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By Katherine Tyler Scott

 |  February 16, 2011; 2:22 PM ET
Category:  Congressional leadership , Government leadership , Political leadership Save & Share:  Send E-mail   Facebook   Twitter   Digg   Yahoo Buzz   Del.icio.us   StumbleUpon   Technorati  
Previous: This is not the time to compromise | Next: Compromise is an ideal, not a reality

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It is important for our leaders to be strong in their opinions and show fortitude towards our common goals. That being said, demanding your way is reminiscent of only a petulant child. Both sides know that they have to agree on a middle ground if anything is to be done. They feel that by making their demands more extreme, if both sides compromise equally, the middle ground will fall more towards their own side. Such attempts to sway policy are obviously futile, as both sides are attempting the same thing.
If change is to be made then both sides have to recognize that the middle ground is the only path forward. However, I am afraid the moderate path does not draw as many votes the more extreme. Until that day, I am afraid gridlock will result, not anyone's progress.

Posted by: alexdobranich | February 18, 2011 12:53 PM
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Yesterday marked the 249th day that Belgium has not had a government. Why? Because it is one land populated by two very diverse peoples that can't even agree on the leadership direction their country should take. This may be an extreme case but it does exemplify how non-compromise leads to gridlock, and relates to the polarization today in Congress between Republicans, Democrats and even within party lines. When you have two major parties espousing extremely partisan views and unwilling to budge on any issue, nothing gets done! Instead, the majority of people in the center feel that they are being misrepresented by a few people with extreme opinions. In the last election, the result was the ousting of these extreme few. Leaders in Congress today should be willing to compromise. They must remember that they represent a whole range of constituents with diverse views. This means operating from a politically moderate standpoint.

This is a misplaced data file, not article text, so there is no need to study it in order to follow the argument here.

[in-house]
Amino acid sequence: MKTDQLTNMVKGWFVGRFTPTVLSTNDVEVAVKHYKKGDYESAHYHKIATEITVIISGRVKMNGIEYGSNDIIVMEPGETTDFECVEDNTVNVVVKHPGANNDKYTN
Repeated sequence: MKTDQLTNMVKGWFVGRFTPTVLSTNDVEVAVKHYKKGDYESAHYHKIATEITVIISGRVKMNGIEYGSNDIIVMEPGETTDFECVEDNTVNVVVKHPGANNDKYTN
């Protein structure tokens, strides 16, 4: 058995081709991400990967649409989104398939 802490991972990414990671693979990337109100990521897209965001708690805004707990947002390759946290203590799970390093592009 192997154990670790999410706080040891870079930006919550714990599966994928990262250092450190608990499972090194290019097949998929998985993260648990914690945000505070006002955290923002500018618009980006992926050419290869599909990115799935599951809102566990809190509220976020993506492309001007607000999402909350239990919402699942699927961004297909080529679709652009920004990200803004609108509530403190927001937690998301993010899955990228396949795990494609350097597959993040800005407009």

Posted by: kaylaopall | February 18, 2011 12:40 PM
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While the political showmanship can oftentimes be trying to the public’s patience, it is important to negotiations. As Ms. Scott notes, much of compromise is the ability and willingness to articulate the issues important to each side. From this point fruitful negotiations can theoretically emerge. Many of the newly elected GOP senators are feeling the pressure from their more conservative caucus and have recognized the danger in being the first to acquiesce. By taking this “hard line” they can save face by forcing the Democrats to make the first concessions; from here negotiations can truly begin.

Although this chest-thumping can be distasteful and perceived as counterproductive, it is a necessary political maneuver. In contrast to Ms. Scott’s opinion that innovation is deterred by these “hard line” politics, I would counter that it is instead facilitated. Much more so recently, a politician’s skill is measured by his ability to “get things done.” In the case where Democrats have the ability to prevent legislation, compromise will become even more vital. Even though Republicans have initially forsaken a bipartisan center, it is likely that the only conclusion will be a gradual movement back to this center – in which new and creative solutions have been concocted along the way.

Posted by: MarkBrundage | February 17, 2011 12:03 PM